September 29 • 6:00 AM

Why Do So Many People Watch HGTV?

The same reason so many people watch NCIS or Law and Order: It’s all a procedural.


September 29 • 4:00 AM

The Link Between Depression and Terrorism

A new study from the United Kingdom finds a connection between depression and radicalization.


September 26 • 4:00 PM

Fast Track to a Spill?

Oil pipeline projects across America are speeding forward without environmental review.


September 26 • 2:00 PM

Why Liberals Love the Disease Theory of Addiction, by a Liberal Who Hates It

The disease model is convenient to liberals because it spares them having to say negative things about poor communities. But this conception of addiction harms the very people we wish to help.


September 26 • 1:21 PM

Race, Trust, and Split-Second Judgments


September 26 • 9:47 AM

Dopamine Might Be Behind Impulsive Behavior

A monkey study suggests the brain chemical makes what’s new and different more attractive.


September 26 • 8:00 AM

A Letter Becomes a Book Becomes a Play

Sarah Ruhl’s Dear Elizabeth: A Play in Letters From Elizabeth Bishop to Robert Lowell and Back Again takes 900 pages of correspondence between the two poets and turns them into an on-stage performance.


September 26 • 7:00 AM

Sonic Hedgehog, DICER, and the Problem With Naming Genes

Wait, why is there a Pokemon gene?


September 26 • 6:00 AM

Sounds Like the Blues

At a music-licensing firm, any situation can become nostalgic, romantic, or adventurous, given the right background sounds.


September 26 • 5:00 AM

The Dark Side of Empathy

New research finds the much-lauded feeling of identification with another person’s emotions can lead to unwarranted aggressive behavior.



September 25 • 4:00 PM

Forging a New Path: Working to Build the Perfect Wildlife Corridor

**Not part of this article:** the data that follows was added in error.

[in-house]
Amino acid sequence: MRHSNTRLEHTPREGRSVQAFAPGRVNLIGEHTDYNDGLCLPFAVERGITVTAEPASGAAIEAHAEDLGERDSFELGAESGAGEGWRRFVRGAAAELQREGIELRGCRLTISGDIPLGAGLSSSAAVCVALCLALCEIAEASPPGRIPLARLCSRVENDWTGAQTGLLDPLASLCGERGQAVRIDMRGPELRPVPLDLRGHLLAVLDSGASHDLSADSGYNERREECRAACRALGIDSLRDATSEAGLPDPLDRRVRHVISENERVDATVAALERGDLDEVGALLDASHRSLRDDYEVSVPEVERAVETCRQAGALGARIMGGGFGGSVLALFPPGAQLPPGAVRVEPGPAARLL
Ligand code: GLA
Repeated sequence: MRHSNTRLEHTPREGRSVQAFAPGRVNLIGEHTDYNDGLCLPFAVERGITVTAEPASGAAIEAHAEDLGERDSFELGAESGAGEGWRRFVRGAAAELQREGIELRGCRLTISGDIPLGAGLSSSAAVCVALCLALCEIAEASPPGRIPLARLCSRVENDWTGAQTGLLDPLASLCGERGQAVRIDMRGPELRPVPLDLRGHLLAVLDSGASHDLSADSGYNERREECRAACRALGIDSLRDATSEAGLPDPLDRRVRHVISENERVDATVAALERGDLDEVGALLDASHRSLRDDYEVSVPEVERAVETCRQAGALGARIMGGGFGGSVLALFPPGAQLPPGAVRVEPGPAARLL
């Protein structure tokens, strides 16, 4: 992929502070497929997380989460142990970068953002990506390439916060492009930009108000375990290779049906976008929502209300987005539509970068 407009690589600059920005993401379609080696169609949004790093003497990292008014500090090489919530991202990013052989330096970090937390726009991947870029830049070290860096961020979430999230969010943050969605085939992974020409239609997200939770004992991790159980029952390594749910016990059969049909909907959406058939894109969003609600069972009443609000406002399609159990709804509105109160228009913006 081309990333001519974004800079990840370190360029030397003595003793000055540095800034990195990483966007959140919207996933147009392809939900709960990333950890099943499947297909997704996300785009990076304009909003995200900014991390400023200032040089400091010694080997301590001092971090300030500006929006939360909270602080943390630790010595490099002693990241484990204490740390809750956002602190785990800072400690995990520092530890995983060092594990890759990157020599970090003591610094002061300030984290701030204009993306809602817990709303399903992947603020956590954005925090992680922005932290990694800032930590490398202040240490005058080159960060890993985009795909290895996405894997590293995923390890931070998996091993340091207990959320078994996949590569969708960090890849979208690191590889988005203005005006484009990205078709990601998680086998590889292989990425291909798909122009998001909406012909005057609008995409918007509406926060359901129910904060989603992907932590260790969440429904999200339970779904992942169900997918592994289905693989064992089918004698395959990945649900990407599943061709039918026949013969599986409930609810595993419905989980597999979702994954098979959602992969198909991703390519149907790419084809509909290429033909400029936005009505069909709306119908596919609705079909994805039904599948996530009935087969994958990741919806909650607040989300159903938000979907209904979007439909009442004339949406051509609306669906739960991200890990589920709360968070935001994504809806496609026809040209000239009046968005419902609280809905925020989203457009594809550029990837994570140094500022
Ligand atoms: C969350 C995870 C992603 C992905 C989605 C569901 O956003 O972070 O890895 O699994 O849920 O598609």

When it comes to designing wildlife corridors, our most brilliant analytical minds are still no match for Mother Nature. But we’re getting there.


September 25 • 2:00 PM

Fashion as a Inescapable Institution

Like it or not, fashion is an institution because we can no longer feasibly make our own clothes.


September 25 • 12:00 PM

The Fake Birth Mothers Who Bilk Couples Out of Their Cash by Promising Future Babies

Another group that’s especially vulnerable to scams and fraud is that made up of those who are desperate to adopt a child.


September 25 • 10:03 AM

The Way We QuickType


September 25 • 10:00 AM

There’s a Name for Why You Feel Obligated to Upgrade All of Your Furniture to Match

And it’s called the Diderot effect.


September 25 • 9:19 AM

School Counselors Do More Than You’d Think

Adding just one counselor to a school has an enormous impact on discipline and test scores, according to a new study.


September 25 • 9:05 AM

Sponsors: Coming to a Sports Jersey Near You

And really, it’s not that big of a deal.


September 25 • 8:00 AM

The Most Pointless Ferry in Maryland

Most of the some 200 ferries that operate in the United States serve a specific, essential purpose—but not the one that runs across the Tred Avon River.


September 25 • 7:00 AM

Hating Happiness

People all over the world are afraid of happiness, and that’s not necessarily a bad thing. It’s yet another challenge to the notion that positive thinking can heal all wounds.


Follow us


Dopamine Might Be Behind Impulsive Behavior

A monkey study suggests the brain chemical makes what's new and different more attractive.

School Counselors Do More Than You’d Think

Adding just one counselor to a school has an enormous impact on discipline and test scores, according to a new study.

How a Second Language Trains Your Brain for Math

Second languages strengthen the brain's executive control circuits, with benefits beyond words.

Would You Rather Go Blind or Lose Your Mind?

Americans consistently fear blindness, but how they compare it to other ailments varies across racial lines.

On the Hunt for Fake Facebook Likes

A new study finds ways to uncover Facebook Like farms.

The Big One

One company, Amazon, controls 67 percent of the e-book market in the United States—down from 90 percent five years ago. September/October 2014 new-big-one-5

Copyright © 2014 by Pacific Standard and The Miller-McCune Center for Research, Media, and Public Policy. All Rights Reserved.